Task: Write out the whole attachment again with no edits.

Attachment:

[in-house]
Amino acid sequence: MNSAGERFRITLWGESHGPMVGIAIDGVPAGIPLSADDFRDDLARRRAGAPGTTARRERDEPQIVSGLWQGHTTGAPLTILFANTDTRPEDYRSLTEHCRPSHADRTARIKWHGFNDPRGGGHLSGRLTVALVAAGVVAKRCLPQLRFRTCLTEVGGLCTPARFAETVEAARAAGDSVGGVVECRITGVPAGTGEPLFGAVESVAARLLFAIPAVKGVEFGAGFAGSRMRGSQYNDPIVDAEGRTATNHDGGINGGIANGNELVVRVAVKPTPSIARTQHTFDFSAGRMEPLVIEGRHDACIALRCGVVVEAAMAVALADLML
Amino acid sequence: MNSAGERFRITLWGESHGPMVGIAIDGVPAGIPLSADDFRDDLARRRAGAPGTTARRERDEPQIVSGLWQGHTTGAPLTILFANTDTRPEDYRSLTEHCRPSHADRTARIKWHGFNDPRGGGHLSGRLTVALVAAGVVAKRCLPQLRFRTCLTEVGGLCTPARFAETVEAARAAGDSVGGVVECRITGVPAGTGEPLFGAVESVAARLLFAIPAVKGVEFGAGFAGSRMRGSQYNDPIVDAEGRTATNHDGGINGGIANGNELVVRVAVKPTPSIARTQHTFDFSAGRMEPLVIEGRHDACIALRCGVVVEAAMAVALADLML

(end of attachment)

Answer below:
[in-house]
Amino acid sequence: MNSAGERFRITLWGESHGPMVGIAIDGVPAGIPLSADDFRDDLARRRAGAPGTTARRERDEPQIVSGLWQGHTTGAPLTILFANTDTRPEDYRSLTEHCRPSHADRTARIKWHGFNDPRGGGHLSGRLTVALVAAGVVAKRCLPQLRFRTCLTEVGGLCTPARFAETVEAARAAGDSVGGVVECRITGVPAGTGEPLFGAVESVAARLLFAIPAVKGVEFGAGFAGSRMRGSQYNDPIVDAEGRTATNHDGGINGGIANGNELVVRVAVKPTPSIARTQHTFDFSAGRMEPLVIEGRHDACIALRCGVVVEAAMAVALADLML
Amino acid sequence: MNSAGERFRITLWGESHGPMVGIAIDGVPAGIPLSADDFRDDLARRRAGAPGTTARRERDEPQIVSGLWQGHTTGAPLTILFANTDTRPEDYRSLTEHCRPSHADRTARIKWHGFNDPRGGGHLSGRLTVALVAAGVVAKRCLPQLRFRTCLTEVGGLCTPARFAETVEAARAAGDSVGGVVECRITGVPAGTGEPLFGAVESVAARLLFAIPAVKGVEFGAGFAGSRMRGSQYNDPIVDAEGRTATNHDGGINGGIANGNELVVRVAVKPTPSIARTQHTFDFSAGRMEPLVIEGRHDACIALRCGVVVEAAMAVALADLML